Poland and Israel have begun the process of normalising their diplomatic relations after a halt for nearly a year over a Polish Holocaust-related law, Polish President Andrzej Duda announced yesterday.

The remarks came in a press conference after he met with his Israeli counterpart, Isaac Herzog, in the Polish capital city of Warsaw.

“We agreed that it was time to get back to normal relations,” Duda said on Twitter, adding that the Israeli Ambassador, Yacov Livne, had officially presented his credentials as a “first step” towards normalising ties between the two countries.

On his part, Herzog thanked Duda for the move, describing it as an “important first step to advancing Israeli-Polish relations.” “I hope to receive the letters of credence of the new Polish ambassador in Israel soon,” he noted.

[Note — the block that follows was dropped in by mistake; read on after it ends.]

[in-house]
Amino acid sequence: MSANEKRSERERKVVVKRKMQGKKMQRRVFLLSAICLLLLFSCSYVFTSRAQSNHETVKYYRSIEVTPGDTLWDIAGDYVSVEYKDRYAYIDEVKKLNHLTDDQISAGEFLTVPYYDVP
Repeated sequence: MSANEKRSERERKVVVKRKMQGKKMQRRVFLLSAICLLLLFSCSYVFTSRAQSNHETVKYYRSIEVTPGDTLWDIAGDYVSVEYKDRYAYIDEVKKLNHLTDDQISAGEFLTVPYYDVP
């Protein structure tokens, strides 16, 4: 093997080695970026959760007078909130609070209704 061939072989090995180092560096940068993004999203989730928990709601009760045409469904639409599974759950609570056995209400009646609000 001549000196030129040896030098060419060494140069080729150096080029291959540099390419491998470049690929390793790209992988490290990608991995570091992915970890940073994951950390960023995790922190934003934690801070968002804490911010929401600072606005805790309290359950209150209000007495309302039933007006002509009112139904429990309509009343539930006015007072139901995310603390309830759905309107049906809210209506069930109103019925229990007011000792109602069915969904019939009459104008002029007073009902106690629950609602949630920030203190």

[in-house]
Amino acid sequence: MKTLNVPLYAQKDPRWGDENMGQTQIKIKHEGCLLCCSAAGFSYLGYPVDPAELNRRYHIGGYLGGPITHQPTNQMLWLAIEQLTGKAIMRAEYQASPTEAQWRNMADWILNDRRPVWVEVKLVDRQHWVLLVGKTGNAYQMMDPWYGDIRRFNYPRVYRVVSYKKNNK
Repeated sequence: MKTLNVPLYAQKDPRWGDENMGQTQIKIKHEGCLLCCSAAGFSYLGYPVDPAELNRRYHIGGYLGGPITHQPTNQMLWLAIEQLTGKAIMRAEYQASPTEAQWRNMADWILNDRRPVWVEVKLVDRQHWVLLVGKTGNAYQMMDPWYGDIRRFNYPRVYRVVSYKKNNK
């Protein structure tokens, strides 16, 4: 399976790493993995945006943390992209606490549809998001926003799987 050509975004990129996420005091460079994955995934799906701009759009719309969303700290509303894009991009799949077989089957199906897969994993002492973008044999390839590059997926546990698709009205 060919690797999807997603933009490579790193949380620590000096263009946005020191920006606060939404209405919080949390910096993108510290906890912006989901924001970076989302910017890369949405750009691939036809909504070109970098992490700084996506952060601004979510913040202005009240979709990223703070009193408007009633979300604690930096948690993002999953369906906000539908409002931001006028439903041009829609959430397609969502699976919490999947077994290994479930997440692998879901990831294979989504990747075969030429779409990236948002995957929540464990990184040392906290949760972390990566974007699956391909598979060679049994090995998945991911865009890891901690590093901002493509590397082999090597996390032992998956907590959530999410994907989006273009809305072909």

In 2021, Israel downgraded relations with Poland in protest at the Polish president’s signing of a law restricting the possibility for World War II Holocaust survivors to receive compensation for property they had stolen from them in Poland. In response, the then-Israeli Foreign Minister Yair Lapid withdrew his country’s ambassador to Warsaw.

The Polish Foreign Ministry said it would take similar steps.

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